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The Mormon Question
by Prof. Sarah Barringer Gordon
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Renowned for his sonorous voice, striking looks and fierce patriotism, Devens had long been a popular speaker. His capacity for touching the emotions of an audience served him well in Reynolds, as he sidestepped the dry abstractions and jurisdictional arguments of his opponent. According to press reports of the oral argument, Devens focused on the potentially gory consequences of allowing polygamists to escape criminal punishment. Should George Reynolds go free, Devens argued, the territories would soon be home to all manner of religious atrocities. “Hindu widows [would] hurl themselves on the funeral pyres of their husbands, East Islanders ... expose their newborn babes, Thugs ... commit gruesome murders,” all in the “name of religion.” He closed with a “moving reference to the Mountain Meadows massacre,” homing in on the blood that Mormons reputedly had spilled already.15

The murder in 1857 of some 125 members of a wagon train in Mountain Meadows by a group of Mormons and Indians was, by 1878 when Devens argued the Reynolds case, an old and well-worn story. Its currency, however, had been revived by the trial in Utah of ringleader Mormon Bishop John D. Lee, who was not captured until 1873. Lee’s trial for murder and its associated publicity rekindled tales of “Avenging Angels,” “blood atonement,” and other real and imagined offenses associated with the virulent and isolationist rhetoric of the Mormon Reformation in the 1850s. Many non-Mormons believed that Lee had long been shielded by Brigham Young, who they charged had ordered (or at least countenanced) the slaughter. Young turned him over to federal officials, antipolygamists maintained, when the scandal of the massacre showed such persistence that the continued lack of any official punishment was more costly than the loss of one of the faithful. Whatever the merits of such a theory, stories of murderous bands of Mormon zealots extracting revenge for transgressions made good copy, and added spice to the claim that behind polygamy lurked bloodshed. Human sacrifice, Devens claimed, was the logical consequence of the sacrifice of humanitarianism at the behest of local religious majorities in the territories.16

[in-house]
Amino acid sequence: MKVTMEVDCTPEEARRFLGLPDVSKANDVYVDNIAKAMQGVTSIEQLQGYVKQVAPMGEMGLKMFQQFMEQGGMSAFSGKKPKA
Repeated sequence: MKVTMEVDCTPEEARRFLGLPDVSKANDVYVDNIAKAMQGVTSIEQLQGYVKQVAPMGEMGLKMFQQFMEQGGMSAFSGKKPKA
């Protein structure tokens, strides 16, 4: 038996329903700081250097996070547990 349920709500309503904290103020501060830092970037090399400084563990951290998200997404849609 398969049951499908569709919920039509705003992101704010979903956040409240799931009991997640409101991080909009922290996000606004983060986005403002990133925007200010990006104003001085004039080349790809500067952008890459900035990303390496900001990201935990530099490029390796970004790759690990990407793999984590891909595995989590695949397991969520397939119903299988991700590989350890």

These were familiar themes to antipolygamists. But their deployment in court changed the tenor of the claims. Depicting the galloping wrongs that would follow on the mistaken extension of rights is a classic form of legal argument. Lawyers for the federal and state governments had, by 1879, frequently made such arguments at the Supreme Court as they wrestled over the meaning of the Fourteenth Amendment. The lesson that lawyers and judges had taken from the results of such arguments in cases involving individual rights against state and local majorities, was that for most purposes the power of the federal government remained inaccessible to individual citizens. The Fourteenth Amendment, for example, did not extend to the protection of small butchers against a city ordinance that established a local monopoly over the slaughter of animals. Nor did the amendment apply to a woman who wanted to practice law despite the state’s limitation of legal practice to men, or immunize from criminal prosecution a woman suffragist who had voted knowing that local law restricted the franchise to men. Arguments against the extension of rights in such a climate were both predictable and intimately tied to the recent jurisprudence of the Court.17

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